What makes a great secondary school?

Afric McGlinchey wanted to know how pupils at a Co Cork school are picking up awards worldwide

The two biggest gifts you can give your child are: life, and an education. You’ve done the first bit. Now comes the next – selecting a good secondary school. Make the right decision and you could be setting your child on the road to a love of learning, a college education and a successful career. Choose unwisely and who knows. Talk about pressure. You can do you research but what should you be looking for? The elusive recipe for school success is difficult to convey. While parents of course want a school that excels academically, they also want the best possible fit for their child – and that’s tricky, as Fergal McCarthy, the principal of Kinsale Community School, knows. “When sixth class students come to the school, we emphasise three rights,” he said. ‘The right to learn. The right to be happy. And the right to be different.’

Kinsale school has been in the news frequently in recent years, thanks to the success of their students in being awarded grand prizewinners at the Google Science Fair in San Francisco this year, the Young Scientist of the Year accolade three times and also winning first place at the European Union Contest for Young Scientists in 2012. ‘The quality of teaching and learning is the main reason why our school has achieved such a high standard,’ said Mr McCarthy.

“This is due to our dedicated, caring teachers.”

Emer Hickey, one of the recipients of the Google award, agrees. “Our teacher lived in Cork and had a new baby, but he even came in on Saturday mornings to mentor us.” And what if you’re not interested in science? “The school offers a comprehensive curriculum that appeals to all profiles of learners,” said Mr McCarthy. “It focuses on each child achieving their own potential.”

One example is Nathan Barlow, who is interested in film-making, and was given the chance to make a send-off film for the retiring principal. “They even paid me!” he laughed. “The musicals are awesome too. The teachers go all-out for those.”

Sport is another area where the school encourages individual preferences. “I know some people who are interested in golf, so they started a golf team,” said Emer. “Also an equestrian team. It’s really good. If someone has a particular interest, the PE department tries to support it. They have table tennis and hockey, as well as GAA and soccer – and the basketball team has just won the all-Ireland.”

Of course, results count. But unlike some schools that do a lot of hand-holding, the Kinsale school approach is to promote self-reliance. “Our teacher, Mr O’Sullivan, encouraged us to read beyond the curriculum,” said Cian Hamilton, who is now at college studying product design. “It was like college, researching for our essays. The teachers generally wanted us to be responsible for our own learning. They treated us like adults.” Certainly, the school produces results well above the national average. “Last year 3% of the students received over 600 points,” said Fergal McCarthy. “The national average is .3%. And 14% of our students were in the 500-545 bracket, as opposed to the national average of 6.8%.”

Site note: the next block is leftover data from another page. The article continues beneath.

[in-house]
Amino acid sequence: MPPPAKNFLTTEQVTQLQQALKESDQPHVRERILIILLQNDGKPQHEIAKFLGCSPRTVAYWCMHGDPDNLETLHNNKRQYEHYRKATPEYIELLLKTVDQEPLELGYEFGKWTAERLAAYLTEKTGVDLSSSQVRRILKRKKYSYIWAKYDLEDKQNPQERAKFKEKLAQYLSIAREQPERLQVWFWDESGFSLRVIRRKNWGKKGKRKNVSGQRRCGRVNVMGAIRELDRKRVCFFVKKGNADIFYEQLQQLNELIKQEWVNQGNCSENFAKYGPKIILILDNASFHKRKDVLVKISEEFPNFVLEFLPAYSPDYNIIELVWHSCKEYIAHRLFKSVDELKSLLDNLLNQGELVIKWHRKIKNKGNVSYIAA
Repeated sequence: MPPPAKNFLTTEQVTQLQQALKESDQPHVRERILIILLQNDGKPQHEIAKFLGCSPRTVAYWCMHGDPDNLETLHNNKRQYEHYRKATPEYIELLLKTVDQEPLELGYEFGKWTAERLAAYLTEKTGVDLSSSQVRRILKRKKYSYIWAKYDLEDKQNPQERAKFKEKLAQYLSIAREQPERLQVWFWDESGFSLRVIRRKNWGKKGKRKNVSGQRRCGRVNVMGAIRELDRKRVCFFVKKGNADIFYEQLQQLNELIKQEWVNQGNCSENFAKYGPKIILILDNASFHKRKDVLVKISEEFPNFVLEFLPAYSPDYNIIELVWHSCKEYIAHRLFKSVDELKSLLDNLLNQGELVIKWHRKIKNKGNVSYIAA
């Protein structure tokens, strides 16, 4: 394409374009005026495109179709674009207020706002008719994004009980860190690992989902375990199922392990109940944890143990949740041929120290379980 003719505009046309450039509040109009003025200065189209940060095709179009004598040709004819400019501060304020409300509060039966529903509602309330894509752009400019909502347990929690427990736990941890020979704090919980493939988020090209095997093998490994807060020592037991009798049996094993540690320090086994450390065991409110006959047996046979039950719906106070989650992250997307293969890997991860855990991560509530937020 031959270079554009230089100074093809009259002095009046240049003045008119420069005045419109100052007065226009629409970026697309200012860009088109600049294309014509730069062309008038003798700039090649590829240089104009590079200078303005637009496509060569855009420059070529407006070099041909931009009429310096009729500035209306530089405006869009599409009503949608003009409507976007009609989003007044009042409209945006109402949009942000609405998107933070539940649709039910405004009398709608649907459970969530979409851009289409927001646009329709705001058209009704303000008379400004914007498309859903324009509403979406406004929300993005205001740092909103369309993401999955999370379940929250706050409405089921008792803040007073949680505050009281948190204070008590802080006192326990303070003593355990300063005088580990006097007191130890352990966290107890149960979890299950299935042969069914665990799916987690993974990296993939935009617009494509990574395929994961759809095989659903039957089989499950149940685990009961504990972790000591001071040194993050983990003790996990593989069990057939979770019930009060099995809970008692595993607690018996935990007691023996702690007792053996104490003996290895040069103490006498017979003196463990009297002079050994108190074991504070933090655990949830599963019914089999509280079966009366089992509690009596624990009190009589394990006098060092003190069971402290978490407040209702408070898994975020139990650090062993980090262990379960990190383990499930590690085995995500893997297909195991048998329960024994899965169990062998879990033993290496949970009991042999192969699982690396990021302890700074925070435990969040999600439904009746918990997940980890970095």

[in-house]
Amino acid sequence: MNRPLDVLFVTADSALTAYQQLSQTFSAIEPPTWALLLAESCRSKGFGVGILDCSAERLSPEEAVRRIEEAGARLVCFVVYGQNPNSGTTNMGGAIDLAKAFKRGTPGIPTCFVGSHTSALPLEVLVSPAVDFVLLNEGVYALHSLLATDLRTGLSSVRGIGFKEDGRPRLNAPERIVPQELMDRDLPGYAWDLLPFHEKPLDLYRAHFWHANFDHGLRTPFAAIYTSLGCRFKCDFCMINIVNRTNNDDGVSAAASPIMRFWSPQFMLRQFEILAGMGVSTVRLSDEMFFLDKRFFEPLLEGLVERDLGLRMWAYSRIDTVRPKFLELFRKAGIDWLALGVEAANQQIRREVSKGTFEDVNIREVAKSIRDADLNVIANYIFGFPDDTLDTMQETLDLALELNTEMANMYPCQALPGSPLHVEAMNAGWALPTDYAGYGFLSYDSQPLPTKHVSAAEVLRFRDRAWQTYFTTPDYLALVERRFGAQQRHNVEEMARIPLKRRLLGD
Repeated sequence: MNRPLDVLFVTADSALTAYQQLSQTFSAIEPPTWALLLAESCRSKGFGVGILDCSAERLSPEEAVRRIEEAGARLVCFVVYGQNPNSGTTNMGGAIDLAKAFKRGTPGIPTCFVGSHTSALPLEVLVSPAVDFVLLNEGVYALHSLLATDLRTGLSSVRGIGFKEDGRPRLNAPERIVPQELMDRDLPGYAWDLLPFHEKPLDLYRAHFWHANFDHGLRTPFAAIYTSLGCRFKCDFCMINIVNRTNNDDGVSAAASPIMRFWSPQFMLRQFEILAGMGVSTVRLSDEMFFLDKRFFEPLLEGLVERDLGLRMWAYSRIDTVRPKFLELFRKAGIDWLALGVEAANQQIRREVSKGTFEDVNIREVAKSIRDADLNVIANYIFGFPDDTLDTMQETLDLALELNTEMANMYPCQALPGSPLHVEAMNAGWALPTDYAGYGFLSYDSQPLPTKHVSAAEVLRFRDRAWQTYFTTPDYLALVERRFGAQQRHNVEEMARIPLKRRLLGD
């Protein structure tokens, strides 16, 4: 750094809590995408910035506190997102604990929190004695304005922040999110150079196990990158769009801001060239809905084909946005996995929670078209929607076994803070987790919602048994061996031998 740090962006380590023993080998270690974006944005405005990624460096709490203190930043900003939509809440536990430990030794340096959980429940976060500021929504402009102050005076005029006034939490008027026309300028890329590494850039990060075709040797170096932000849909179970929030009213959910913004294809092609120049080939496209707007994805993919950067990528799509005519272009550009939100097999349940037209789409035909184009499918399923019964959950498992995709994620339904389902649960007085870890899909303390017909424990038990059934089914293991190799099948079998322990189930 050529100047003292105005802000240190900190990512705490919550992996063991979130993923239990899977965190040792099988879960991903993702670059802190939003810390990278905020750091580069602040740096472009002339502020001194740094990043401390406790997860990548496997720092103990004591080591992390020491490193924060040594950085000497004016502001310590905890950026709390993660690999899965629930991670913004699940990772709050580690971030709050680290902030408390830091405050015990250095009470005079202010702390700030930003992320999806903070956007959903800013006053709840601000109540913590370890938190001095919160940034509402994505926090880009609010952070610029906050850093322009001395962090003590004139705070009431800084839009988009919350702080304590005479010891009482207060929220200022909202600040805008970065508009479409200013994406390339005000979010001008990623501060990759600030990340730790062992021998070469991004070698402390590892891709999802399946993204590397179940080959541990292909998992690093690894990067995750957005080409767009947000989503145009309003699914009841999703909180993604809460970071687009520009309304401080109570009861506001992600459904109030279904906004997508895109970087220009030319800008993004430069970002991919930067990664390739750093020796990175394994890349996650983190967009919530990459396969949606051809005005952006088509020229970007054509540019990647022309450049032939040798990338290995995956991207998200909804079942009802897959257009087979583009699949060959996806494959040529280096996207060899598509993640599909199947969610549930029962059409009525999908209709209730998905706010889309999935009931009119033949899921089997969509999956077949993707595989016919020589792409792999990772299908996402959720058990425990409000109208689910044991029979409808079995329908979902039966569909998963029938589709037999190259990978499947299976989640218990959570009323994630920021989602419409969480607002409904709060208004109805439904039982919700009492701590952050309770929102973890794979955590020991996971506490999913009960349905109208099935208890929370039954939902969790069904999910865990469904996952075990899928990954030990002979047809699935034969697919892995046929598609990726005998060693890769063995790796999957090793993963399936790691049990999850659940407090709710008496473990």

The key, according to Nathan Barlow, is communication. ‘You could joke around with the teachers,’ he said. “But we still called them Sir and Miss, out of respect.” His friend, Richard Hogan agrees. “They’re very likeable, so you’re willing to work hard. There’s a good balance between being relaxed with the students and being strict. They definitely get the students’ respect.”

Teachers are actively engaged with parents on a regular basis too. “As well as the parent-teacher meetings, parents are kept updated monthly in 5th year,” said Emer. A parent who asked to remain anonymous was also impressed with the school’s zero-tolerance policy with regard to bullying. “My son was being bullied. He didn’t say anything to us, but it was spotted at school and his teacher called us. They dealt with it swiftly.” Emer agrees that the school’s policy is very effective. “Once a year we are given a presentation about bullying and what to look out for. There are also prefect teams, who have a responsibility to report anything they see,’ she said. Transition Year is often considered an easy year, but the Kinsale students are kept busy. “We got extra qualifications,” said Cian. “ECDL, a First Aid Cert, GAA teaching cert. and also self-defence. And we did extra languages – Spanish, French, German, even a little Polish.” Nathan Barlow adds, “We also got involved with the community. I taught an elderly woman computer skills.”

But the highest premium they place, according to Mr McCarthy, is on each child being happy. “A happy child is undistracted and focused on their learning,” he said. That’s certainly true for Emer. “I’ve only had good times in school,” she said. And really, what more could a parent want for their child?

Top tips for choosing the right school

Dedicated teacher support: good schools champion great teachers. They grow them. They choose teachers who have a natural rapport with their students. They provide their teachers with mentors, instruction and discussion of best practices.

Focus on social, physical and emotional student growth: look for a school where all aspects of development are considered.

Nurturing of student’s individual talents and interests: choose a school where the teachers know the students individually, and can identify their talents/strengths.

Climate of high expectations: does the school set a high bar? When a teacher expects a high standard, students usually rise to the challenge.

Active family involvement: select a school that regularly interacts with the parents/guardians.

Supportive environmental conditions: pick a school that offers open spaces and light classrooms, where there are recreational areas, lockers, safety from harm.


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